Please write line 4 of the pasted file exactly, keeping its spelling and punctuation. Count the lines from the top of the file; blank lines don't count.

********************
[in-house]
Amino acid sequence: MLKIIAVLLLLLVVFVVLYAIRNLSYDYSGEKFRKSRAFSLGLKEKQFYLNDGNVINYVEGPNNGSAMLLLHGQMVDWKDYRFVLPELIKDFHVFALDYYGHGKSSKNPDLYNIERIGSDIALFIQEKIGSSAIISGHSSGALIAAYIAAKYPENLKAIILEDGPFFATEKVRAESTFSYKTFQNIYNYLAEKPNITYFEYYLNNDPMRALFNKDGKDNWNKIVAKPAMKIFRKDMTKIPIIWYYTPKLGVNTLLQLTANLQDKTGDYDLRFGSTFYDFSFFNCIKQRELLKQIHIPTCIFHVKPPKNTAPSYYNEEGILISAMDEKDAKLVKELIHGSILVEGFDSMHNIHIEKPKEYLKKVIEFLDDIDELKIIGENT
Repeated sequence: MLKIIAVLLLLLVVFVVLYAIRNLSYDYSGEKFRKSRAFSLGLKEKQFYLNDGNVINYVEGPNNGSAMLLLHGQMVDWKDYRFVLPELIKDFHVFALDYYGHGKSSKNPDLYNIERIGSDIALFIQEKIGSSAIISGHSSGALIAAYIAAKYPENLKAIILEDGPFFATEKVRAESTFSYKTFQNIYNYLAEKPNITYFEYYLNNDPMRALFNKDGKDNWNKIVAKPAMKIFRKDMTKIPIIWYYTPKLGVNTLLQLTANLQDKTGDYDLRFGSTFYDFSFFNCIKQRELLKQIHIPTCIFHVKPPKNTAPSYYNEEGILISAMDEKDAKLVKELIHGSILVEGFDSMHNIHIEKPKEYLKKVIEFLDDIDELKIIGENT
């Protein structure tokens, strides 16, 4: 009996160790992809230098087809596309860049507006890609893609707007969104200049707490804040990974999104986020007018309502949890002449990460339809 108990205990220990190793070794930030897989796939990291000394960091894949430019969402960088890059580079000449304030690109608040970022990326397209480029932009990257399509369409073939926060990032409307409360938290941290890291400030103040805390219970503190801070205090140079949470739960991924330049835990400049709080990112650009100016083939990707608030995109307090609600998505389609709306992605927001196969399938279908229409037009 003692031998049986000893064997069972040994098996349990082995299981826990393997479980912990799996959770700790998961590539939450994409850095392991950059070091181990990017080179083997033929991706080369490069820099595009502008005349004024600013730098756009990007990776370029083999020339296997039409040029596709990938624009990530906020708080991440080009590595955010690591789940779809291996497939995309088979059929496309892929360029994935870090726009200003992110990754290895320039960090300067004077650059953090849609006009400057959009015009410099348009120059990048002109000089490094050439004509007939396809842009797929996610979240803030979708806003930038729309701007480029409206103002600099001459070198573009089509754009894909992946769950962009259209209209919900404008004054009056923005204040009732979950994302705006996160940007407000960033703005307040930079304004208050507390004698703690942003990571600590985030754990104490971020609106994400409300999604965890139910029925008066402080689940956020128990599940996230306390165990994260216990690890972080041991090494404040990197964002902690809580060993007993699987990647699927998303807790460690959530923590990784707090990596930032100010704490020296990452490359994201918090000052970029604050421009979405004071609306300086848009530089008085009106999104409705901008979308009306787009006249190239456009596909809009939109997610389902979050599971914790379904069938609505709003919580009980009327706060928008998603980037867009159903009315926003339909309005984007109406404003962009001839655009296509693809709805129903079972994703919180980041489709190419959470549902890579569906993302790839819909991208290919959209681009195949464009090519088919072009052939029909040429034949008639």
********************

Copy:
């Protein structure tokens, strides 16, 4: 009996160790992809230098087809596309860049507006890609893609707007969104200049707490804040990974999104986020007018309502949890002449990460339809 108990205990220990190793070794930030897989796939990291000394960091894949430019969402960088890059580079000449304030690109608040970022990326397209480029932009990257399509369409073939926060990032409307409360938290941290890291400030103040805390219970503190801070205090140079949470739960991924330049835990400049709080990112650009100016083939990707608030995109307090609600998505389609709306992605927001196969399938279908229409037009 003692031998049986000893064997069972040994098996349990082995299981826990393997479980912990799996959770700790998961590539939450994409850095392991950059070091181990990017080179083997033929991706080369490069820099595009502008005349004024600013730098756009990007990776370029083999020339296997039409040029596709990938624009990530906020708080991440080009590595955010690591789940779809291996497939995309088979059929496309892929360029994935870090726009200003992110990754290895320039960090300067004077650059953090849609006009400057959009015009410099348009120059990048002109000089490094050439004509007939396809842009797929996610979240803030979708806003930038729309701007480029409206103002600099001459070198573009089509754009894909992946769950962009259209209209919900404008004054009056923005204040009732979950994302705006996160940007407000960033703005307040930079304004208050507390004698703690942003990571600590985030754990104490971020609106994400409300999604965890139910029925008066402080689940956020128990599940996230306390165990994260216990690890972080041991090494404040990197964002902690809580060993007993699987990647699927998303807790460690959530923590990784707090990596930032100010704490020296990452490359994201918090000052970029604050421009979405004071609306300086848009530089008085009106999104409705901008979308009306787009006249190239456009596909809009939109997610389902979050599971914790379904069938609505709003919580009980009327706060928008998603980037867009159903009315926003339909309005984007109406404003962009001839655009296509693809709805129903079972994703919180980041489709190419959470549902890579569906993302790839819909991208290919959209681009195949464009090519088919072009052939029909040429034949008639």